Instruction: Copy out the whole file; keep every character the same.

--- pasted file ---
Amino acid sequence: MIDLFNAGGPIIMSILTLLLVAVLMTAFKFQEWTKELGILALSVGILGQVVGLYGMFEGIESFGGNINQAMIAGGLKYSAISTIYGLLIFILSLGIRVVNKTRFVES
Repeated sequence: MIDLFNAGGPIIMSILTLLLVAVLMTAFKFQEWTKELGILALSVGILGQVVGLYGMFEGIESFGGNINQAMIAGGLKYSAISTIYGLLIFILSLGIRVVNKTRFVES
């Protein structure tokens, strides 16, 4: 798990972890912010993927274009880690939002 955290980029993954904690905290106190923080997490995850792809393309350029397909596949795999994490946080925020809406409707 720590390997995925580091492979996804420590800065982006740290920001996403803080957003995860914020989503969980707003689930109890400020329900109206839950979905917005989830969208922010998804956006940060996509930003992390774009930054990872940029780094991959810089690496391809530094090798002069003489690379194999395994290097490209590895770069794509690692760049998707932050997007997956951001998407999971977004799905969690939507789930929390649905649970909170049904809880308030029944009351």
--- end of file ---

Amino acid sequence: MIDLFNAGGPIIMSILTLLLVAVLMTAFKFQEWTKELGILALSVGILGQVVGLYGMFEGIESFGGNINQAMIAGGLKYSAISTIYGLLIFILSLGIRVVNKTRFVES
Repeated sequence: MIDLFNAGGPIIMSILTLLLVAVLMTAFKFQEWTKELGILALSVGILGQVVGLYGMFEGIESFGGNINQAMIAGGLKYSAISTIYGLLIFILSLGIRVVNKTRFVES
């Protein structure tokens, strides 16, 4: 798990972890912010993927274009880690939002 955290980029993954904690905290106190923080997490995850792809393309350029397909596949795999994490946080925020809406409707 720590390997995925580091492979996804420590800065982006740290920001996403803080957003995860914020989503969980707003689930109890400020329900109206839950979905917005989830969208922010998804956006940060996509930003992390774009930054990872940029780094991959810089690496391809530094090798002069003489690379194999395994290097490209590895770069794509690692760049998707932050997007997956951001998407999971977004799905969690939507789930929390649905649970909170049904809880308030029944009351």